Summer in Kelowna means it’s time for outdoor activities, beach days, and hot, sunny weather. While many visitors will be familiar with Hot Sands Beach, Knox Mountain Park, and Myra Canyon Trestles, there are actually more than 200 parks, beaches, and green spaces in Kelowna—not to mention those located in surrounding communities like Lake Country, West Kelowna, Westbank First Nation, and Peachland—which offer endless opportunities to explore the region’s outdoor playground and soak up the sun at some of its hidden gems.
Woodhaven Nature Conservancy Regional Park, ©RDCO & Michael Hintringer
Head in most directions from downtown Kelowna and you will find yourself at a park or beach. In Lower Mission, for instance, you’ll find Woodhaven Nature Conservancy Regional Park, a wooded park with an extensive trail system where you’ll find Black Cottonwood, Douglas-fir, Ponderosa Pine, and Western Red Cedar. While there is plenty of sun on your hike, you’ll also find ample shade thanks to all the beautiful, and tall, trees.
Driving 20 minutes east from Woodhaven through the rolling hills of south Kelowna, you’ll end up at KLO Creek Regional Park, a shady park where you can walk along the creek and cool down if you need a break from the sun. The park also contains gneiss rock, making it a popular (and shady) spot for climbing. On August 18, join a guide from the Regional District of the Central Okanagan (RDCO) for a free park tour to discover more about its history and unique characteristics.
For those who want to push even further, you can continue hiking from KLO Creek to Angel Springs—this route does have some elevation gain, several unbridged creek crossings, and a steep ascent for the last kilometre, so make sure you’re prepared with the skills and equipment (and lots of water) needed to make it out and back. Keep in mind that these are not hot springs—they are generally lukewarm in the summer—and this route is not recommended in the springtime due to high water levels.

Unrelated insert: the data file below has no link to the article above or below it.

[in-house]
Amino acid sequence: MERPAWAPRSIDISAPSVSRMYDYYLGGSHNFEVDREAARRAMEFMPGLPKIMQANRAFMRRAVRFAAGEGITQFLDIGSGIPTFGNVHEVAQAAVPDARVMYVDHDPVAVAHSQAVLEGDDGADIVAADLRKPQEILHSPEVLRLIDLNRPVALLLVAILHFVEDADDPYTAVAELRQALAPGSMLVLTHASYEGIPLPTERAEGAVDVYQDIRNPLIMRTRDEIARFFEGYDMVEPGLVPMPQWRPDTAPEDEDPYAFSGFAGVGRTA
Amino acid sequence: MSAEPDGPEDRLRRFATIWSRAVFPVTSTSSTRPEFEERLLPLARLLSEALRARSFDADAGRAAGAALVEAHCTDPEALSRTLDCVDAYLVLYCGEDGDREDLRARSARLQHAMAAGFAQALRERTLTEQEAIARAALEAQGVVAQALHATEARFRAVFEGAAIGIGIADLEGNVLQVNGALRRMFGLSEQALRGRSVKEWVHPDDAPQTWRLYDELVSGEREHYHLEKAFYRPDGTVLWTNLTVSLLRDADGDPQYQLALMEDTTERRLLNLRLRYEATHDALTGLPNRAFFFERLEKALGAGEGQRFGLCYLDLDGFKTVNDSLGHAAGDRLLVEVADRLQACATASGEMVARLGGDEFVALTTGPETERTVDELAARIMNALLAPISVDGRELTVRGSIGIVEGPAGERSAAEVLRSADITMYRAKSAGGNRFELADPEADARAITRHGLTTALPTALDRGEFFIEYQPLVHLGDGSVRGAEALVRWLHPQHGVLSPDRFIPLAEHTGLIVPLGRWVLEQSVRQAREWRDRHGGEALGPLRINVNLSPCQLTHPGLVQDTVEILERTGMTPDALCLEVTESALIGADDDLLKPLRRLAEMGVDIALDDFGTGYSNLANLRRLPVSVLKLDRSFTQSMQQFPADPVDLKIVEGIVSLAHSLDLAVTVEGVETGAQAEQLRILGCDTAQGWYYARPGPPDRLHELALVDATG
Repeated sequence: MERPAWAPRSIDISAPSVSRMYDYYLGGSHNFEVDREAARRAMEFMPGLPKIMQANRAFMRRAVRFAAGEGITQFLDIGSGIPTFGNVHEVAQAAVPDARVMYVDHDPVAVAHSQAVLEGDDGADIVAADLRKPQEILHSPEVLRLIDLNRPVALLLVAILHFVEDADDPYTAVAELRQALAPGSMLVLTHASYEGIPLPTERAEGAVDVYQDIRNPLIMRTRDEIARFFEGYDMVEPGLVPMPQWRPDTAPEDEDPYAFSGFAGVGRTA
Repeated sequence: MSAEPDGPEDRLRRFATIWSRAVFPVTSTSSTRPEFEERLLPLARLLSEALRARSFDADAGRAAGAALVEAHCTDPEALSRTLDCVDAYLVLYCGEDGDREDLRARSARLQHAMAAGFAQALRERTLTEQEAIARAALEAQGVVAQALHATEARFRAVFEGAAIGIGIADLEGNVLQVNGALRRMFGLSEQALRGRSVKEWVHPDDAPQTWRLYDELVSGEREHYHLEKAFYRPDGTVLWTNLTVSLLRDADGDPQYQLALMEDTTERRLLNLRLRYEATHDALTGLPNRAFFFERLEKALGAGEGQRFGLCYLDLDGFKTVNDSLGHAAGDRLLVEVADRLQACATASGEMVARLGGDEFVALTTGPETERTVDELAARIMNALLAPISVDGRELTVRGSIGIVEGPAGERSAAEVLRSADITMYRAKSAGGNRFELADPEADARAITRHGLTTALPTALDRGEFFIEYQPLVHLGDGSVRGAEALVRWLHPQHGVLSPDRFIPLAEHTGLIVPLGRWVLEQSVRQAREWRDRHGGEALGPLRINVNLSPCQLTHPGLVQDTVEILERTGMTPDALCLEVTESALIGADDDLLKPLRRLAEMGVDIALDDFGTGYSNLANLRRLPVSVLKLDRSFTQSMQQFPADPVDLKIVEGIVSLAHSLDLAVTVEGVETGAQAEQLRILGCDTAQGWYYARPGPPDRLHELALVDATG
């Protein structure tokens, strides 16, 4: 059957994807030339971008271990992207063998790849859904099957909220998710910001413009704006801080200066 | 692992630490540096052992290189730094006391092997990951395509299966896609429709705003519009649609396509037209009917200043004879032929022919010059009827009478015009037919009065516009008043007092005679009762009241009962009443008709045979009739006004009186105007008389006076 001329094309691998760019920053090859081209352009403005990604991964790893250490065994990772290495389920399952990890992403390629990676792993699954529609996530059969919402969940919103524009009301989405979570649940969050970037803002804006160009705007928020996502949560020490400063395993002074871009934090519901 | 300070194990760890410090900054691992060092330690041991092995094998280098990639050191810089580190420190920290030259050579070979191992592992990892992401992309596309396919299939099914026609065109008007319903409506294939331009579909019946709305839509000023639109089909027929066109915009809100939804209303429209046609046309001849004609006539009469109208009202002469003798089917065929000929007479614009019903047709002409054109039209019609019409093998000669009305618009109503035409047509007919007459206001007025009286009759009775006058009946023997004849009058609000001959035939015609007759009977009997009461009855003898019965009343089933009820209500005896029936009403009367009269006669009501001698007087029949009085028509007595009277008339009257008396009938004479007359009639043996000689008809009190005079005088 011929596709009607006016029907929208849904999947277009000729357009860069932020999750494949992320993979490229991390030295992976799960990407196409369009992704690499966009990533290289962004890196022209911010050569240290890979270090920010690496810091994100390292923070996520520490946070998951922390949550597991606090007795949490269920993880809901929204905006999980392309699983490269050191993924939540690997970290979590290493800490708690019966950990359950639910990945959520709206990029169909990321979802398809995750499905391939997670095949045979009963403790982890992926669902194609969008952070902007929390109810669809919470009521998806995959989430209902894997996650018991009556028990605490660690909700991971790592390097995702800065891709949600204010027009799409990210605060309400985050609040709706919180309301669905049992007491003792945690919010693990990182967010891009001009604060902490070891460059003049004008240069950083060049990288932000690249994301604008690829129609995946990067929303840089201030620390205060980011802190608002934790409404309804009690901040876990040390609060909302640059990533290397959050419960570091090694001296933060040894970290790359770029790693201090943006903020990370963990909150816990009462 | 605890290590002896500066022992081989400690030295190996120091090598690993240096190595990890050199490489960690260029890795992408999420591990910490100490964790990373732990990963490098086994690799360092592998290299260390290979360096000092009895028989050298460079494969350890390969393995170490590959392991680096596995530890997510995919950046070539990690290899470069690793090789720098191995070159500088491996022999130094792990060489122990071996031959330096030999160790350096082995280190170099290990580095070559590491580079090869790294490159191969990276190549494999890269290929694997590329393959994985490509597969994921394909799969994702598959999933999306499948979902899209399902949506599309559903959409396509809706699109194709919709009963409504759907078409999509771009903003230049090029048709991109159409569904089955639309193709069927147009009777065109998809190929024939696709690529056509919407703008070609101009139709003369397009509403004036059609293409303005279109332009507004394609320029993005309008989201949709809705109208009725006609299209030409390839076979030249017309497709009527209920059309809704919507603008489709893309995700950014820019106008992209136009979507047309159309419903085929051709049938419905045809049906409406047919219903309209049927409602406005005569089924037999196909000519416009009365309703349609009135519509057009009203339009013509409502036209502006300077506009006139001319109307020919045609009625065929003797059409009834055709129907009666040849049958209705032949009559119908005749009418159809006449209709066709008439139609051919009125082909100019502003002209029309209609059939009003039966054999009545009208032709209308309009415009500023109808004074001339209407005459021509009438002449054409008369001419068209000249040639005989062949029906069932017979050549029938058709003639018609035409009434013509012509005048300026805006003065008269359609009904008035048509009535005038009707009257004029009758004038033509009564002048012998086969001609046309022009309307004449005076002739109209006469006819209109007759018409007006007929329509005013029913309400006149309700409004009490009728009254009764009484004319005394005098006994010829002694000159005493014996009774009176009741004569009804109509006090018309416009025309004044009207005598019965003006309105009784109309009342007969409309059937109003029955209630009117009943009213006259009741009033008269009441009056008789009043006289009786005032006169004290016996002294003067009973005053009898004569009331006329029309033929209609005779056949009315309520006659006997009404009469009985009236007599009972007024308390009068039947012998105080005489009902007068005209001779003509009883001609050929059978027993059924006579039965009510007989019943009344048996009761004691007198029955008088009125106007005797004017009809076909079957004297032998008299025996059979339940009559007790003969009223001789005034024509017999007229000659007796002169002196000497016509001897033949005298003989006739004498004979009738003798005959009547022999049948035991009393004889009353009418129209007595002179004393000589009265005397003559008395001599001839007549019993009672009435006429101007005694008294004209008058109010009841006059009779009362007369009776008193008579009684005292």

In August, RDCO will also be hosting its Wonders of the Night Sky guided tours. The two-hour hikes will start at 9 p.m., as the sun is setting, so participants can marvel at the night sky and enjoy the peacefulness of their surroundings. The final hike will take place August 26 at Black Mountain - sntsk‘il’ntən Regional Park, which is located about 21 km (13 mi) from downtown Kelowna.
Bertram Creek Regional Park, ©RDCO & Michael Hintringer
While it can be harder to find secluded beaches on Okanagan Lake in the summertime, there are plenty of options along the shoreline. Head south from downtown Kelowna on Abbott Street and Lakeshore Drive and you’ll find beach access points and smaller beaches like Kinsmen Park, BlueBird Beach, Hobson Road Beach Park, and Sarsons Beach Park. Parking can be tough to find at some of these smaller beaches so consider taking public transportation or renting a bike or scooter to make your way down. Venture a bit further out and you can explore Cedar Creek Park (which is a dog-friendly beach) or Bertram Creek Regional Park.
North of downtown, off Lochview Road, you’ll find the Lochview Trail, which offers a small beach access point at the bottom of the trail and a vigorous climb back up afterwards. Carry on driving north to Okanagan Centre Road and Carrs Landing Road in Lake Country for more beaches to enjoy—Kopje Regional Park and Coral Beach Park are two standouts. Ready to venture even further off the beaten path? Outside of Lake Country, you’ll find several smaller lakes like Oyama Lake, Beaver Lake, Postill Lake, and more. If you’re heading west from Kelowna, add Traders Cove Regional Park to your list for a relaxing picnic lunch and a swim.
Traders Cove Regional Park, ©RDCO & Michael Hintringer
PRO TIP: If you can travel to Kelowna during the week in the summertime, as opposed to on the weekends, there may be fewer people at area activities and attractions, particularly at hidden gems like those listed above. Accommodation options may also be more plentiful, with rates being slightly less than on weekends when demand is typically at its highest. There are even some summer packages and promotions you can take advantage of.
A friendly reminder to practice the three Ts—trip planning, training, and taking the essentials—and follow the seven principles of Leave no Trace when heading out to explore. With rising temperatures, make sure everyone has fun and stays safe by being prepared for the hot weather and keeping wildfire prevention top of mind. Find more information here.